Slow Loris

A photo of a slow loris that was released into a protected forest in Sumatra after undergoing medical care. (Photograph: Reza Septian/International Animal Rescue)

Source: The Guardian

Slow lorises are nocturnal primates. They “have a toxic bite, a trait rare among mammals and unique to primates. The toxin is obtained by licking a sexual gland on their arm, and the secretion is activated by mixing with saliva.”

The toxin can cause death by anaphylactic shock in some people.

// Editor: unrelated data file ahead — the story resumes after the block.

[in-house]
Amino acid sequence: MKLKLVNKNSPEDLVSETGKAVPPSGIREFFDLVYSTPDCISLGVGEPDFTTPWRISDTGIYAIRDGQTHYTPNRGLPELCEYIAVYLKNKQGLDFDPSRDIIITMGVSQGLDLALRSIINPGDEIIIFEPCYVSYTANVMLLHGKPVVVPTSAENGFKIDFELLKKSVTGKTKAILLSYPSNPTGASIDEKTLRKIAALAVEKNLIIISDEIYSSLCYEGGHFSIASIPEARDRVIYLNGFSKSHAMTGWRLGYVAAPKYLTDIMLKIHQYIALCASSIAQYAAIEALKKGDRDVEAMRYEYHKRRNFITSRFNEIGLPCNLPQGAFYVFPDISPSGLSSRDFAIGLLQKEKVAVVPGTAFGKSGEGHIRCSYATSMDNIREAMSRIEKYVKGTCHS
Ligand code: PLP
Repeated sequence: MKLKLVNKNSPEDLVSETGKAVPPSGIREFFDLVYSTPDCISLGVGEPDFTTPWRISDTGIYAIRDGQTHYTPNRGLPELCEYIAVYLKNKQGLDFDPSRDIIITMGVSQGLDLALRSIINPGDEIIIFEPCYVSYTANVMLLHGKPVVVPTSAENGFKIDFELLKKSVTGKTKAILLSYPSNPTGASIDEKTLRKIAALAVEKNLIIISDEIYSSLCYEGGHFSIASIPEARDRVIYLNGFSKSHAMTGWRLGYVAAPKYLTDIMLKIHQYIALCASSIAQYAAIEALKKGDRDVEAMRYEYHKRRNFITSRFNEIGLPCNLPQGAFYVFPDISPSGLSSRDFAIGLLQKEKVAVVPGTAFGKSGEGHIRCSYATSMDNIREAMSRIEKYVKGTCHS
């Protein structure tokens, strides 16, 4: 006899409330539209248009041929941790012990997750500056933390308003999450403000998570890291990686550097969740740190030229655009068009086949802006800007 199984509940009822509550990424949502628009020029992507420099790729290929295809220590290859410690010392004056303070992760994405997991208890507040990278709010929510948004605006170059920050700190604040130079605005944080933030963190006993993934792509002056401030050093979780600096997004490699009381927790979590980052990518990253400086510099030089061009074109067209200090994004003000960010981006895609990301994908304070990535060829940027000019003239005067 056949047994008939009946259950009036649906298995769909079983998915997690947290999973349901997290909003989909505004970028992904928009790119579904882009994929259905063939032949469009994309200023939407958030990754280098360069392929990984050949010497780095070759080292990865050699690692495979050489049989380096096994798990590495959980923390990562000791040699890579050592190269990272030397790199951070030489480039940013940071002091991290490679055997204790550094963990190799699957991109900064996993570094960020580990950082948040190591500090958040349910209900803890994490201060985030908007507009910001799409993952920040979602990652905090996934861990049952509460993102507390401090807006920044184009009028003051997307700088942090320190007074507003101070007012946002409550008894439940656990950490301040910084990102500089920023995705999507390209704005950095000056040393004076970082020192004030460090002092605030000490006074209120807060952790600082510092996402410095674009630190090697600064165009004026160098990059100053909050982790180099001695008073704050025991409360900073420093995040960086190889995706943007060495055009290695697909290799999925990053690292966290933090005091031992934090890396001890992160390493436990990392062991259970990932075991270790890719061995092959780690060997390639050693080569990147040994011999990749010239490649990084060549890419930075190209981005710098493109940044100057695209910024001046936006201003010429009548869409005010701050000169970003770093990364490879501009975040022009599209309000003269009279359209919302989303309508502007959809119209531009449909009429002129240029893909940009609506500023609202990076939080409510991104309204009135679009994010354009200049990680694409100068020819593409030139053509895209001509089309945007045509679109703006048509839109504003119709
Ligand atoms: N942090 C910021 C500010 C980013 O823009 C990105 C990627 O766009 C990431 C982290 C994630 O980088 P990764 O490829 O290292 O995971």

According to Smithsonian:

That bite, combined with a hiss-like vocalization, sinuous movements, and a distinctive defensive posture in which the loris raises its arms above its head, make the primate look remarkably like a spectacled cobra ready to strike. Which raises the question: Did the loris evolve to mimic poisonous snakes? Yes, [they argued].

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